Samurai wasp takes on brown marmorated stink bug

gardening image
An adult samurai wasp lays eggs in a mass of BMSB eggs. Photo by Chris Hedstrom, Oregon Department of Agriculture.
Last Updated: 
June 2, 2017

CORVALLIS, Ore. – A natural enemy has arrived to help control the brown marmorated stink bug, an invasive pest that devastates gardens and crops, particularly orchard fruits and nuts.

The samurai wasp (Trissolcus japonicus) is a tiny insect that hunts for the egg masses of brown marmorated stink bugs (BMSB) and lays an egg inside each egg in the mass. Since there are 28 eggs in a cluster, that’s the potential for 28 more wasps. The parasitic wasp develops inside the egg, effectively killing the stink bug, and then chews its way out.

The brown marmorated stink bugs, which showed up in Oregon in 2004, feed on more than 100 plants, particularly vegetables, pears, apples and hazelnuts, but also ornamentals. The economic damage to commercial crops in Oregon hasn’t yet been determined, but is substantial in other parts of the country, said David Lowenstein, an Oregon State University Extension Service entomologist. The damage done by brown marmorated stink bugs to crops and garden plants makes discovery of the samurai wasp all the more important, he added.

So far, tests to determine the success of the samurai wasp against the invasive stink bugs have been positive, said Lowenstein, who was the lead author on a guide to identifying the samurai wasp.

“The wasp is a better way to control BMSB because it’s a biological control agent that reduces the need for chemicals – which are only somewhat effective – and it’s a specialist,” he said. “It doesn’t lay eggs in other insect eggs except those of other stink bugs.”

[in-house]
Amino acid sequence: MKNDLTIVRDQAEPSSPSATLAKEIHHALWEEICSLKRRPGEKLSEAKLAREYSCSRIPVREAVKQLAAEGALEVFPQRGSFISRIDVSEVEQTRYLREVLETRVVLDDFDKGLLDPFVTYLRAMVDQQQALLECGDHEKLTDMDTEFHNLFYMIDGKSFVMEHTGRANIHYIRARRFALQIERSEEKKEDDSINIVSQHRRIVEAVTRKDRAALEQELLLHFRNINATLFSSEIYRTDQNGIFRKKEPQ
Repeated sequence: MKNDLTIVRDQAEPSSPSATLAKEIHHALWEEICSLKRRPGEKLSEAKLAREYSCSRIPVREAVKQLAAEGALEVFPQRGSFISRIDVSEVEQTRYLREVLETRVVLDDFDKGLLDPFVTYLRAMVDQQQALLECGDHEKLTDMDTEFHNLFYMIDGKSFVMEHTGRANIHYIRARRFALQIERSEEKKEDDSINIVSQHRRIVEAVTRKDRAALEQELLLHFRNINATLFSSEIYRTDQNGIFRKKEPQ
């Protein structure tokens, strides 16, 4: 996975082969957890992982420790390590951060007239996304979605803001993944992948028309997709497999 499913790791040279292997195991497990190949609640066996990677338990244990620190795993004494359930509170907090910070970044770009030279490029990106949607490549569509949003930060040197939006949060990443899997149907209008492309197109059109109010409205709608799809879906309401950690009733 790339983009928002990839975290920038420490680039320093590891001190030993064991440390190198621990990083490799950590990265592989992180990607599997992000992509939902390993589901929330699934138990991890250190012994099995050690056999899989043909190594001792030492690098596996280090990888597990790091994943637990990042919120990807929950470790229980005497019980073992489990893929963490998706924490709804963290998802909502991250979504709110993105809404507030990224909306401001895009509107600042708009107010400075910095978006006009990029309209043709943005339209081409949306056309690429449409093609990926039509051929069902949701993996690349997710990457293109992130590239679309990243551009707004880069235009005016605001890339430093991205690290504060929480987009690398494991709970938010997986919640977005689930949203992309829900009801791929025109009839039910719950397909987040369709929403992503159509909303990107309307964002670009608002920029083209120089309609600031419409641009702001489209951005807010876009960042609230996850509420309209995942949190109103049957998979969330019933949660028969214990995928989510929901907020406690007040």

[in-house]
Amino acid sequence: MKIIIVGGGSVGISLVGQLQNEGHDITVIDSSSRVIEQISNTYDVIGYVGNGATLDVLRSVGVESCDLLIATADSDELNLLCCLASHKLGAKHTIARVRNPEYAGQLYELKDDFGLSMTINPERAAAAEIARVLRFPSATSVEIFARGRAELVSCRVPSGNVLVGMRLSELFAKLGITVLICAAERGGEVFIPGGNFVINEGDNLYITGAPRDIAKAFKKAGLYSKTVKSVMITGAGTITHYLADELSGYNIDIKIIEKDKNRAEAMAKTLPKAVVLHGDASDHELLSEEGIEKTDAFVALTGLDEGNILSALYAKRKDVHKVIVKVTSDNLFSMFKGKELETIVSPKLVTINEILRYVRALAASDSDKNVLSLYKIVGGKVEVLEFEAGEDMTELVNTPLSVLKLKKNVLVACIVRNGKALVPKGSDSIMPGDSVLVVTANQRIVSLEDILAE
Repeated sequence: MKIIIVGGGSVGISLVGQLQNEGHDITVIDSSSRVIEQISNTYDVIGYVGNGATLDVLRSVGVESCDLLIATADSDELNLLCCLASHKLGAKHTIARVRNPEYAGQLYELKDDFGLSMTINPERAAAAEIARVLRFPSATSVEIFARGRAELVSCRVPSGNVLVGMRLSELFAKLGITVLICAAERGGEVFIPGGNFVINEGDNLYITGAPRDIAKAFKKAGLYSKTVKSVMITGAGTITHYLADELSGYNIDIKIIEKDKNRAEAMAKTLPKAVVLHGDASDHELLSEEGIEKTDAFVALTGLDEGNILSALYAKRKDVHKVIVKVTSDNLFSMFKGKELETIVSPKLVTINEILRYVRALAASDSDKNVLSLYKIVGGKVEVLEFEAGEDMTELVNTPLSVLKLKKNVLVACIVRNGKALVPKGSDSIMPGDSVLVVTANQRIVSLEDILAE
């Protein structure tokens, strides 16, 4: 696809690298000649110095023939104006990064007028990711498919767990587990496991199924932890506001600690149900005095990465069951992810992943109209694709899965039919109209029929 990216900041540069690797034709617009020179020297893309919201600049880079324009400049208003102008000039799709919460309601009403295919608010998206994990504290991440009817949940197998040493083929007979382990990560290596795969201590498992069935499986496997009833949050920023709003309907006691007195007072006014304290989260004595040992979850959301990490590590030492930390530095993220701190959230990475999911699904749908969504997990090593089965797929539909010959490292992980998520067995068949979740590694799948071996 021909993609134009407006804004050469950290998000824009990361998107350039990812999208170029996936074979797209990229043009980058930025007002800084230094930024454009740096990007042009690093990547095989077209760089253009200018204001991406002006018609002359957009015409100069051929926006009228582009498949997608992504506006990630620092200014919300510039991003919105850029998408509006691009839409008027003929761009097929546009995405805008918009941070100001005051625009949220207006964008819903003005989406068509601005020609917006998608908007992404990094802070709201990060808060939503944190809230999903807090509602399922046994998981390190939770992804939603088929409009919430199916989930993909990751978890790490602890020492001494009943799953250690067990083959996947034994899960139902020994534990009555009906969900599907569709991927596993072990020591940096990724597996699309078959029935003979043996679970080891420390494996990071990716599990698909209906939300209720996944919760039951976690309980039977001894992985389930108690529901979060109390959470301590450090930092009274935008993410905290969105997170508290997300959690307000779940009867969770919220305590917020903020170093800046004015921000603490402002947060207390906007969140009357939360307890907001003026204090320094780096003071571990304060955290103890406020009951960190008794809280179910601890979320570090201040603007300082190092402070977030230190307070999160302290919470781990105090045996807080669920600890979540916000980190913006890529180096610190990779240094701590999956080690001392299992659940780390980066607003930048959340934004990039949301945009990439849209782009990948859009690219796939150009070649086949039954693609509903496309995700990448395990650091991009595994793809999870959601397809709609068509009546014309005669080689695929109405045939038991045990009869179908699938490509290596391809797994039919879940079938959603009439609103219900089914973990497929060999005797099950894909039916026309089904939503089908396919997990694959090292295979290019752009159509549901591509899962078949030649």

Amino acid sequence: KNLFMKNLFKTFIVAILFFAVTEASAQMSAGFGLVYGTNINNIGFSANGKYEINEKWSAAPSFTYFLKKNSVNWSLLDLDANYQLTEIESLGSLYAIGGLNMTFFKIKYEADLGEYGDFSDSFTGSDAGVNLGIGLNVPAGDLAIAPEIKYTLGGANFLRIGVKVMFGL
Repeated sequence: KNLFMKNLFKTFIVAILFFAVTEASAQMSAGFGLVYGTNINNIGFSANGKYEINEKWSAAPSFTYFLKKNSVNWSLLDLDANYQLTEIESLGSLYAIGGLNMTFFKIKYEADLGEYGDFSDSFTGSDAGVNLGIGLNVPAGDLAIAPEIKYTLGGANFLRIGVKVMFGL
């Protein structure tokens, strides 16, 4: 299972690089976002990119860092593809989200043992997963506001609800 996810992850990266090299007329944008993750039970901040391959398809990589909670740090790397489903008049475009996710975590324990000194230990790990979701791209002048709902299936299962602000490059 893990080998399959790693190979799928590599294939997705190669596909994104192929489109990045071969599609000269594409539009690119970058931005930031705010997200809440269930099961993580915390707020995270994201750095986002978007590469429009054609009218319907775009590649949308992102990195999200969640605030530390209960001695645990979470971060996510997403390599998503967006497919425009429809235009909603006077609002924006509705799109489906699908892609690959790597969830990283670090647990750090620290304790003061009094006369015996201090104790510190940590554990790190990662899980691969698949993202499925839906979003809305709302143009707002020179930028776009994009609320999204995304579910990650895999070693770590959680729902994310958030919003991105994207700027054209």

Homeowners must deal with the added nuisance of the shield-shaped bugs invading houses, especially in fall when they’re looking for a place to overwinter.

“Brown marmorated stink bugs are unmistakable because of the stinky, irritating odor when they’re crushed,” said Vaughn Walton, an entomologist with OSU Extension. “They move from wild host plants to our gardens and then in large amounts into our homes. That’s when people get really upset. Bugs inside freak people out.”

Control is difficult, however. Research has shown that pesticides are only a short-term solution and will kill other beneficial insects, including the samurai wasp.

Brown marmorated stink bugs can be distinguished from other stink bugs by the bands on their antennae. In spring, adults start eating and laying eggs on the undersides of leaves. Within a week, the eggs hatch into immature bugs and eventually adults and the process starts again. The bug could reproduce up to three times a year depending on conditions, said Vaughn Walton, an entomologist with OSU Extension who helped produce a guide on the invasive pests.

The wasp is native to East Asia, the same range as the brown marmorated stink bugs, so is a natural enemy and probably hitched a ride on a ship. Scientists at OSU, including Lowenstein, had already begun rearing and studying the beneficial insect in the lab when it was found last year in 11 areas in the Willamette Valley, including several in Portland. Since none had been released from the lab, the discovery is significant.

This summer Lowenstein and other researchers will revisit those areas and some nearby to see if the wasp survived the winter.

“Some natural enemy controls do great in the lab, but don’t perform as well in the field,” he said. “But the fact that it’s already widespread across Portland is a positive sign that it can withstand conditions in Oregon.”

Wooded areas, particularly those bordering orchards, are most likely to serve as habitat for the wasp, which can move quickly over long distances. But since the stink bugs have migrated into urban locations, experts expect the wasps to survive there, as well.

The public can serve a key role in samurai wasp research by collecting possible brown marmorated stink bug egg masses and reporting them to Lowenstein on a form at the Wiman Lab website, where more information, tips and photos are available to help with identification. In short, look for black eggs, which means they’ve been parasitized. Once the wasps emerge, there will be irregular holes. Taking photos is strongly encouraged.

Author: Kym Pokorny